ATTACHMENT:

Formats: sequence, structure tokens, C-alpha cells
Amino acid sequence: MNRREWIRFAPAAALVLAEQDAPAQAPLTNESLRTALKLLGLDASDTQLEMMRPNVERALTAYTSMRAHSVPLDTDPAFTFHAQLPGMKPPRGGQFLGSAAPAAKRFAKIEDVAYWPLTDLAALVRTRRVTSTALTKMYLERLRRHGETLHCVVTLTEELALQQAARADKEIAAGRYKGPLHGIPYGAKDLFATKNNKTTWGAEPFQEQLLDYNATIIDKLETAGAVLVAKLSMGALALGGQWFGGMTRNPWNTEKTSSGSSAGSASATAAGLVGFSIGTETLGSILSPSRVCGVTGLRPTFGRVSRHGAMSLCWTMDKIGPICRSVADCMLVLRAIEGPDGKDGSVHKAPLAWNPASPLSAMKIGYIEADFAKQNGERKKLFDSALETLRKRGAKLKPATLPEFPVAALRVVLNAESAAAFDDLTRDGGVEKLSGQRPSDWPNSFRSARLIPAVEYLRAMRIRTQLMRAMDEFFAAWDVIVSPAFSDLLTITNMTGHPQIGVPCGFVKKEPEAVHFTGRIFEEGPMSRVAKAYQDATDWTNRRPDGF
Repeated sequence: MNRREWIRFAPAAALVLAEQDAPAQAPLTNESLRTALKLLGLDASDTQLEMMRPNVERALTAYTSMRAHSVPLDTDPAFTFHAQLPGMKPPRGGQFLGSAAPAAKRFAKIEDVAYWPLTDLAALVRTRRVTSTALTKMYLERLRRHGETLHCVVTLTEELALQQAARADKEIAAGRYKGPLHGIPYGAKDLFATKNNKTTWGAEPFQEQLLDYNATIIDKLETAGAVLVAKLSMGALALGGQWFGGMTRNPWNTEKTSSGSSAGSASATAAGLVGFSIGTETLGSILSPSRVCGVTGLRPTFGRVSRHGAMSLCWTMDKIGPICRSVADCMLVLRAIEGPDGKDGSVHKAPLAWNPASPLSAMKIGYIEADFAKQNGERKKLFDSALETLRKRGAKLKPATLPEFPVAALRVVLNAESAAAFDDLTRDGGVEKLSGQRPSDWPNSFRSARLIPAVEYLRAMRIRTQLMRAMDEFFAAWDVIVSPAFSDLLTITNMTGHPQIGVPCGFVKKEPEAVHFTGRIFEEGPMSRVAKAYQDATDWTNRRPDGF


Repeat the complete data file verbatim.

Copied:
Formats: sequence, structure tokens, C-alpha cells
Amino acid sequence: MNRREWIRFAPAAALVLAEQDAPAQAPLTNESLRTALKLLGLDASDTQLEMMRPNVERALTAYTSMRAHSVPLDTDPAFTFHAQLPGMKPPRGGQFLGSAAPAAKRFAKIEDVAYWPLTDLAALVRTRRVTSTALTKMYLERLRRHGETLHCVVTLTEELALQQAARADKEIAAGRYKGPLHGIPYGAKDLFATKNNKTTWGAEPFQEQLLDYNATIIDKLETAGAVLVAKLSMGALALGGQWFGGMTRNPWNTEKTSSGSSAGSASATAAGLVGFSIGTETLGSILSPSRVCGVTGLRPTFGRVSRHGAMSLCWTMDKIGPICRSVADCMLVLRAIEGPDGKDGSVHKAPLAWNPASPLSAMKIGYIEADFAKQNGERKKLFDSALETLRKRGAKLKPATLPEFPVAALRVVLNAESAAAFDDLTRDGGVEKLSGQRPSDWPNSFRSARLIPAVEYLRAMRIRTQLMRAMDEFFAAWDVIVSPAFSDLLTITNMTGHPQIGVPCGFVKKEPEAVHFTGRIFEEGPMSRVAKAYQDATDWTNRRPDGF
Repeated sequence: MNRREWIRFAPAAALVLAEQDAPAQAPLTNESLRTALKLLGLDASDTQLEMMRPNVERALTAYTSMRAHSVPLDTDPAFTFHAQLPGMKPPRGGQFLGSAAPAAKRFAKIEDVAYWPLTDLAALVRTRRVTSTALTKMYLERLRRHGETLHCVVTLTEELALQQAARADKEIAAGRYKGPLHGIPYGAKDLFATKNNKTTWGAEPFQEQLLDYNATIIDKLETAGAVLVAKLSMGALALGGQWFGGMTRNPWNTEKTSSGSSAGSASATAAGLVGFSIGTETLGSILSPSRVCGVTGLRPTFGRVSRHGAMSLCWTMDKIGPICRSVADCMLVLRAIEGPDGKDGSVHKAPLAWNPASPLSAMKIGYIEADFAKQNGERKKLFDSALETLRKRGAKLKPATLPEFPVAALRVVLNAESAAAFDDLTRDGGVEKLSGQRPSDWPNSFRSARLIPAVEYLRAMRIRTQLMRAMDEFFAAWDVIVSPAFSDLLTITNMTGHPQIGVPCGFVKKEPEAVHFTGRIFEEGPMSRVAKAYQDATDWTNRRPDGF